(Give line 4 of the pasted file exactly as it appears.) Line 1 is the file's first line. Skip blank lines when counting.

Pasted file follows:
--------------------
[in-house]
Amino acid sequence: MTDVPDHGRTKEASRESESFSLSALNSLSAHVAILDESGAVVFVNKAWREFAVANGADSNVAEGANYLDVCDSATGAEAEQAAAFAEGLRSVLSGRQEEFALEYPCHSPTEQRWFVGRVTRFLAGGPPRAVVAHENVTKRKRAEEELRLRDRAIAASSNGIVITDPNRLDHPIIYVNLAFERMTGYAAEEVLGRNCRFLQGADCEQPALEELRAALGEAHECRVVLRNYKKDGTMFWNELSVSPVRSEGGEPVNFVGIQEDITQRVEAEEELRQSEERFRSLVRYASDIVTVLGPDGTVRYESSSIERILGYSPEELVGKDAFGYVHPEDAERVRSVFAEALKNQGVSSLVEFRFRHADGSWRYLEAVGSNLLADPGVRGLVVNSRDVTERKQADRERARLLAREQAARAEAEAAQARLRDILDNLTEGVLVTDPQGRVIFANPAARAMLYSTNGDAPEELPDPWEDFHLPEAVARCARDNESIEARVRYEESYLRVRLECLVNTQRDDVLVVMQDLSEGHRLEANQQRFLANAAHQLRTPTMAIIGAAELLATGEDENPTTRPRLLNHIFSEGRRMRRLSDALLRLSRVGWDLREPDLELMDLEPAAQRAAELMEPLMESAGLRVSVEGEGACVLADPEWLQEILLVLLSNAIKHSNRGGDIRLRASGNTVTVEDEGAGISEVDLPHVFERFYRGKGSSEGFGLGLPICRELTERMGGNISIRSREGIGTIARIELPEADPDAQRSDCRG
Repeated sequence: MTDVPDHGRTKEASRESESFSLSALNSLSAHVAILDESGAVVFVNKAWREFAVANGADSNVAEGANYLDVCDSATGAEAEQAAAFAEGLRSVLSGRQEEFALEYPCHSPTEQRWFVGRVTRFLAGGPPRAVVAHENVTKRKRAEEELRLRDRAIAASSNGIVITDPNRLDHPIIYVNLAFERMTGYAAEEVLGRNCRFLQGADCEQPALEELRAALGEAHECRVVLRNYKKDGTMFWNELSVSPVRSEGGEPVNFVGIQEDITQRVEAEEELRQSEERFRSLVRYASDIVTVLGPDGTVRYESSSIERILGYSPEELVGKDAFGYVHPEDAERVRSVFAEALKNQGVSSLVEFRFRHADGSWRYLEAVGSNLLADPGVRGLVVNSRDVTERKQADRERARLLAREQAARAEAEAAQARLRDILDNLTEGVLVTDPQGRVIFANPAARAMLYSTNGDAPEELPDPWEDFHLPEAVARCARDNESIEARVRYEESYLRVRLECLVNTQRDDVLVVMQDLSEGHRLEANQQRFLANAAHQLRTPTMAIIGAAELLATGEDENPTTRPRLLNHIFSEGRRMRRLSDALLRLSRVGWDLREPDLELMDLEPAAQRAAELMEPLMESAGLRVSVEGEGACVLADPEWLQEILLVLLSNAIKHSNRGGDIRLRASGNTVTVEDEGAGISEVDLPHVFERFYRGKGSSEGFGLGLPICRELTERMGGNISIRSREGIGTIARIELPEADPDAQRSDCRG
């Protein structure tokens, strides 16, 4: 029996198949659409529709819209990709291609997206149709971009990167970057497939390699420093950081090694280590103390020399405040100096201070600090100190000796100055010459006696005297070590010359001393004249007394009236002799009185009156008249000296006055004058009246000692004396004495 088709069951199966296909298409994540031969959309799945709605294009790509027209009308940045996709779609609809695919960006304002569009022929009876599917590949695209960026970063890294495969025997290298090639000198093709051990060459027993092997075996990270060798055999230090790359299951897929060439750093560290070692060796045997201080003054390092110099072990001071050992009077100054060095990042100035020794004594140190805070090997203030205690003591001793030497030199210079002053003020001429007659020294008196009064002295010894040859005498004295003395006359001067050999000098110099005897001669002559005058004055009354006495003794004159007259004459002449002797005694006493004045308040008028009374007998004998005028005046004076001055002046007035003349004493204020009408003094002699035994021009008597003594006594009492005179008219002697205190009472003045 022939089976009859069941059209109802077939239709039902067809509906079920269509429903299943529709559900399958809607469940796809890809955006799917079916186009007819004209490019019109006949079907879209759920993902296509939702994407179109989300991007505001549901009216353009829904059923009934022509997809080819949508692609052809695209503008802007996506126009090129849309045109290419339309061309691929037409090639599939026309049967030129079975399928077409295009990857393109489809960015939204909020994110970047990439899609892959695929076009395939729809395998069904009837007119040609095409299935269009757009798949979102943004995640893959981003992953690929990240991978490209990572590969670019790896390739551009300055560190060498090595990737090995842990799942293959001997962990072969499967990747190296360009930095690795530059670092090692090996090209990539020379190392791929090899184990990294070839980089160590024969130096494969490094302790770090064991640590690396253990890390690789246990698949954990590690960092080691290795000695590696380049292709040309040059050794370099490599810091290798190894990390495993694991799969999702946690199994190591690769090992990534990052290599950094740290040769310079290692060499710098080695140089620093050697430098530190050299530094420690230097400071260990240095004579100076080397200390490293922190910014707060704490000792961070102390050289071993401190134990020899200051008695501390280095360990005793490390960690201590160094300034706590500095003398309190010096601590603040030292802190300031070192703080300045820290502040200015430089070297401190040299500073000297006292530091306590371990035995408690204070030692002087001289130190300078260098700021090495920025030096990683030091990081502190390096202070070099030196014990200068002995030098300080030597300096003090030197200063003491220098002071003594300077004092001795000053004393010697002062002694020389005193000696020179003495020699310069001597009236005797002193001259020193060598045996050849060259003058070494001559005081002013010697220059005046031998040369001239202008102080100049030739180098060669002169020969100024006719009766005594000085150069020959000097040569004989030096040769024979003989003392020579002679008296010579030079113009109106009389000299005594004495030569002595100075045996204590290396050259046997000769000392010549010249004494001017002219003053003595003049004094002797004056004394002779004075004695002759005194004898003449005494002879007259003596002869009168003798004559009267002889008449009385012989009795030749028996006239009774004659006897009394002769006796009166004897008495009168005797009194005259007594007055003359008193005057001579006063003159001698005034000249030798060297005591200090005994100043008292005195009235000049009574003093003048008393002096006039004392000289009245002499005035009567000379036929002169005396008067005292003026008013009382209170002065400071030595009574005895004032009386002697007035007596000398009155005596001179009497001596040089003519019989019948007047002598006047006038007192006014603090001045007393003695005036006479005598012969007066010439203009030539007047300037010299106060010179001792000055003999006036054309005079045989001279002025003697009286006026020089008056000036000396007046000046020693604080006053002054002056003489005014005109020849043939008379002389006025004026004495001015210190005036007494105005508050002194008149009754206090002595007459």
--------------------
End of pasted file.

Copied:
């Protein structure tokens, strides 16, 4: 029996198949659409529709819209990709291609997206149709971009990167970057497939390699420093950081090694280590103390020399405040100096201070600090100190000796100055010459006696005297070590010359001393004249007394009236002799009185009156008249000296006055004058009246000692004396004495 088709069951199966296909298409994540031969959309799945709605294009790509027209009308940045996709779609609809695919960006304002569009022929009876599917590949695209960026970063890294495969025997290298090639000198093709051990060459027993092997075996990270060798055999230090790359299951897929060439750093560290070692060796045997201080003054390092110099072990001071050992009077100054060095990042100035020794004594140190805070090997203030205690003591001793030497030199210079002053003020001429007659020294008196009064002295010894040859005498004295003395006359001067050999000098110099005897001669002559005058004055009354006495003794004159007259004459002449002797005694006493004045308040008028009374007998004998005028005046004076001055002046007035003349004493204020009408003094002699035994021009008597003594006594009492005179008219002697205190009472003045 022939089976009859069941059209109802077939239709039902067809509906079920269509429903299943529709559900399958809607469940796809890809955006799917079916186009007819004209490019019109006949079907879209759920993902296509939702994407179109989300991007505001549901009216353009829904059923009934022509997809080819949508692609052809695209503008802007996506126009090129849309045109290419339309061309691929037409090639599939026309049967030129079975399928077409295009990857393109489809960015939204909020994110970047990439899609892959695929076009395939729809395998069904009837007119040609095409299935269009757009798949979102943004995640893959981003992953690929990240991978490209990572590969670019790896390739551009300055560190060498090595990737090995842990799942293959001997962990072969499967990747190296360009930095690795530059670092090692090996090209990539020379190392791929090899184990990294070839980089160590024969130096494969490094302790770090064991640590690396253990890390690789246990698949954990590690960092080691290795000695590696380049292709040309040059050794370099490599810091290798190894990390495993694991799969999702946690199994190591690769090992990534990052290599950094740290040769310079290692060499710098080695140089620093050697430098530190050299530094420690230097400071260990240095004579100076080397200390490293922190910014707060704490000792961070102390050289071993401190134990020899200051008695501390280095360990005793490390960690201590160094300034706590500095003398309190010096601590603040030292802190300031070192703080300045820290502040200015430089070297401190040299500073000297006292530091306590371990035995408690204070030692002087001289130190300078260098700021090495920025030096990683030091990081502190390096202070070099030196014990200068002995030098300080030597300096003090030197200063003491220098002071003594300077004092001795000053004393010697002062002694020389005193000696020179003495020699310069001597009236005797002193001259020193060598045996050849060259003058070494001559005081002013010697220059005046031998040369001239202008102080100049030739180098060669002169020969100024006719009766005594000085150069020959000097040569004989030096040769024979003989003392020579002679008296010579030079113009109106009389000299005594004495030569002595100075045996204590290396050259046997000769000392010549010249004494001017002219003053003595003049004094002797004056004394002779004075004695002759005194004898003449005494002879007259003596002869009168003798004559009267002889008449009385012989009795030749028996006239009774004659006897009394002769006796009166004897008495009168005797009194005259007594007055003359008193005057001579006063003159001698005034000249030798060297005591200090005994100043008292005195009235000049009574003093003048008393002096006039004392000289009245002499005035009567000379036929002169005396008067005292003026008013009382209170002065400071030595009574005895004032009386002697007035007596000398009155005596001179009497001596040089003519019989019948007047002598006047006038007192006014603090001045007393003695005036006479005598012969007066010439203009030539007047300037010299106060010179001792000055003999006036054309005079045989001279002025003697009286006026020089008056000036000396007046000046020693604080006053002054002056003489005014005109020849043939008379002389006025004026004495001015210190005036007494105005508050002194008149009754206090002595007459």